It didn’t work. According to court documents, the system fell further into disarray, and Ivari continued to refuse to fix the hairpiece properly until finally, in May of 2009, Ivari allegedly told Graff that Graff would have to sue them to get what he wanted. In July, Graff did just that. In April of 2010, Graff and Ivari settled the case out of court.
According to filings from the French Trade Registry, Ivari’s Paris office—its sole remaining public location—was, until March of this year, in the building pictured below at 26 Place Vendome. It has since moved to a new spot that appears to be Ivari’s home address.
The Paris treatment center’s web site, however, continues to list as its place of business 26 Place Vendome, which is where a Gawker stringer recently went to make an appointment for a consultation. She found herself unable to enter the building, so our correspondent called the Paris phone number, only to be told that the next available consultation wasn’t for another ten days. She was never told about the apparent change in location.
Let’s say, hypothetically
Here’s a fun little thought exercise. Let us pretend for a minute that perhaps Ivari was never really “in the process of changing the address” in New York. That would mean that, for at least the five additional years the business continued to function in New York state (if not longer), Ivari International sat squarely in the direct vicinity of Donald Trump’s office.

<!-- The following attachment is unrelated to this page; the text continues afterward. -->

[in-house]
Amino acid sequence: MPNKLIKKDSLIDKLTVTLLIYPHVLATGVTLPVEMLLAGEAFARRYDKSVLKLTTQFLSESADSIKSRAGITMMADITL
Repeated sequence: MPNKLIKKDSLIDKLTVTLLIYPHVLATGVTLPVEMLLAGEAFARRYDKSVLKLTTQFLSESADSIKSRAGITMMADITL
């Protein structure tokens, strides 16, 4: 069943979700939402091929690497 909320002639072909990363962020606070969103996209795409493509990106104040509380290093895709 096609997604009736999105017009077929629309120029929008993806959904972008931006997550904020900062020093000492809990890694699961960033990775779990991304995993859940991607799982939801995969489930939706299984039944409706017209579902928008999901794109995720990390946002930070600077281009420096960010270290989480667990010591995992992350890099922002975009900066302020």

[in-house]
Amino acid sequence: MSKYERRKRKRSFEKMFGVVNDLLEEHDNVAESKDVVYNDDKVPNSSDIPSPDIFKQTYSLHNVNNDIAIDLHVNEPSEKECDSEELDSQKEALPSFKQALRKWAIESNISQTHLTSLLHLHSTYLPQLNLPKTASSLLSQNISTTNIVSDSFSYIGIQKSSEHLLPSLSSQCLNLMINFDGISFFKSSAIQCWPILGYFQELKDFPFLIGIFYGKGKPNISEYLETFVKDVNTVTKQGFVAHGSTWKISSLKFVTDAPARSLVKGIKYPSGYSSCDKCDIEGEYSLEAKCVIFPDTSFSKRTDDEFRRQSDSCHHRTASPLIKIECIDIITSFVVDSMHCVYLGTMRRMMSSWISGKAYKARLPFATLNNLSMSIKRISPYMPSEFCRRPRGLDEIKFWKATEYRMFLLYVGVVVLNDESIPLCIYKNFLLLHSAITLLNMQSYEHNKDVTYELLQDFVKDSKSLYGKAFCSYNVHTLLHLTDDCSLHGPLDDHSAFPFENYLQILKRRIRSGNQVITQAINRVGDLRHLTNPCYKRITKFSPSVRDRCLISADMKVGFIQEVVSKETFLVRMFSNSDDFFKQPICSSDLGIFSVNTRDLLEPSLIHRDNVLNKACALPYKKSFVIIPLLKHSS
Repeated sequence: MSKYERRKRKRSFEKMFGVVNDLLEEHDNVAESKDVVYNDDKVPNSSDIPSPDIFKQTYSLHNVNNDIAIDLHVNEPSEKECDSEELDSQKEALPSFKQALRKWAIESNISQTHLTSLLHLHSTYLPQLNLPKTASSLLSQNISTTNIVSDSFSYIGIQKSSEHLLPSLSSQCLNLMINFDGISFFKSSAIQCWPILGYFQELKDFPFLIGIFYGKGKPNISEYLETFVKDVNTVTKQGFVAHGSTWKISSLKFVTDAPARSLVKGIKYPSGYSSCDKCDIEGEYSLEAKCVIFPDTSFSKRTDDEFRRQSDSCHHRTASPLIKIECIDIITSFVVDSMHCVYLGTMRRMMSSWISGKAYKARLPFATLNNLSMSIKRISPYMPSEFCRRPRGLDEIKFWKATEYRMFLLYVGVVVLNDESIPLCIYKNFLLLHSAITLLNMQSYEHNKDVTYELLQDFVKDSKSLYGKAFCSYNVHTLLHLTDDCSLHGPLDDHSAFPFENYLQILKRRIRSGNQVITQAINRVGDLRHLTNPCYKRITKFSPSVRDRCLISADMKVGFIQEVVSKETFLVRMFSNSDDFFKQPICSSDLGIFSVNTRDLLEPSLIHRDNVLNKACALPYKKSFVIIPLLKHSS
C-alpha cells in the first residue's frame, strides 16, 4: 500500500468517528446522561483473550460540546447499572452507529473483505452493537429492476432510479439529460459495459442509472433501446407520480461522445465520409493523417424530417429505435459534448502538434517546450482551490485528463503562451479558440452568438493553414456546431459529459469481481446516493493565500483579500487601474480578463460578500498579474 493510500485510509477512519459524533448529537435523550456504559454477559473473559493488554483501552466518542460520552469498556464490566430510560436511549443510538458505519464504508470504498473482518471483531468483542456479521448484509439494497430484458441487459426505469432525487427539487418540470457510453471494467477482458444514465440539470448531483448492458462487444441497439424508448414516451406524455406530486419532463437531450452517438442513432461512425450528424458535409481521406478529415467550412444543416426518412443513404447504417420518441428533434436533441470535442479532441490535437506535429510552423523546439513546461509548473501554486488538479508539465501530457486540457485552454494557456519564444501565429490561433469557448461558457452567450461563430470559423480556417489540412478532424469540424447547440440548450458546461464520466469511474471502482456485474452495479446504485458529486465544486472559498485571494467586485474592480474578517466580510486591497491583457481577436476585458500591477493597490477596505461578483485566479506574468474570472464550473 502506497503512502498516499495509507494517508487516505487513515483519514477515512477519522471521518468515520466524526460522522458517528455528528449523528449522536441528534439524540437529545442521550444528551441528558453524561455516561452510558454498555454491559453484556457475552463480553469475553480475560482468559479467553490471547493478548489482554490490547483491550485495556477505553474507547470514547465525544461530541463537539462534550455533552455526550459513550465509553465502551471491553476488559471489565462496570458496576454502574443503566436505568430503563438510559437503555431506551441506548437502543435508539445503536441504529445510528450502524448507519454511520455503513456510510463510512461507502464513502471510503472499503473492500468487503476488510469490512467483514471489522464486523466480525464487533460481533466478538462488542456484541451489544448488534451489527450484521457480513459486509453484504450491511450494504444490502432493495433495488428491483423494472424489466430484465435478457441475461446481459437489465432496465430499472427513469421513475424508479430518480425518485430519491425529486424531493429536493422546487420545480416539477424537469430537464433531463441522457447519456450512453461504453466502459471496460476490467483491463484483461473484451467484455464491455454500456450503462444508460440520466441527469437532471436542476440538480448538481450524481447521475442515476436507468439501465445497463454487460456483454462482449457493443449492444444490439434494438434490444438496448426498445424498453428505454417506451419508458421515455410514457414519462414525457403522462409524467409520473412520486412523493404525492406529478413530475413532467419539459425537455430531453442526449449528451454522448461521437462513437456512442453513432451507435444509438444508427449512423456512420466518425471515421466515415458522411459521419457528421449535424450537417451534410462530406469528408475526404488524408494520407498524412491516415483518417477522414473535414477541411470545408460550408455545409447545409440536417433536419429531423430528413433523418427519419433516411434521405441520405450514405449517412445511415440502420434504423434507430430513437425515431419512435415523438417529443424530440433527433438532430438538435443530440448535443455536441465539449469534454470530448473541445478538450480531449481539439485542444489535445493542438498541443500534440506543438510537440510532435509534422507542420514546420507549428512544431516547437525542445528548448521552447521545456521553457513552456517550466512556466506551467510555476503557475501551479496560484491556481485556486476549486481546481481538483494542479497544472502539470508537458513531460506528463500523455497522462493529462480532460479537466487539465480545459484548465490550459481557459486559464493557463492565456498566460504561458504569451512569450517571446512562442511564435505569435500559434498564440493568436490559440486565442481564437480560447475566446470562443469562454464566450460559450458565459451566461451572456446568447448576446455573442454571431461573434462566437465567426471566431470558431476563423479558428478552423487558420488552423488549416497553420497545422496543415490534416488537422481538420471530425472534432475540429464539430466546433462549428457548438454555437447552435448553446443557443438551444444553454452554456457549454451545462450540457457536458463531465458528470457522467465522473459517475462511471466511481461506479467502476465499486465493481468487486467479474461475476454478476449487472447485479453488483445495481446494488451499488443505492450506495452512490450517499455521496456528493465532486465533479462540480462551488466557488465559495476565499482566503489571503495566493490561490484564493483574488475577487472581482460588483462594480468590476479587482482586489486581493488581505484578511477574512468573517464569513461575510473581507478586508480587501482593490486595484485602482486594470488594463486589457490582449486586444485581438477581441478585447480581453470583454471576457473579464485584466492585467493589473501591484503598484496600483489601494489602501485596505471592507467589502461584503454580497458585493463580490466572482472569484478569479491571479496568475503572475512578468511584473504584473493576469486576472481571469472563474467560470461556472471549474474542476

Considering the lack of advertising and refusal to share its actual location, new clients would have surely been rare, if not nonexistent. This would mean, then, that Ivari would need some steady source of income from some sort of mega-client. Some mega-client that, perhaps, has built an identity around his objectively terrible hair choices but refuses to concede that his hair is anything but his own. In which case, this bombastic, mega-client would of course demand the utmost privacy.
Wouldn’t it be convenient, then, if Ivari’s New York office was right next door to its number one—and perhaps only—client’s own office? And wouldn’t having other clients become unnecessary if this one hyper-wealthy regular required constant attention?
Might this secret mega-client singlehandedly sustaining Ivari International’s New York office with constant treatments be none other than presumptive Republican nominee Donald Trump himself?
Summary video by Mandy Mandelstein, supercut video by Nicholas Stango.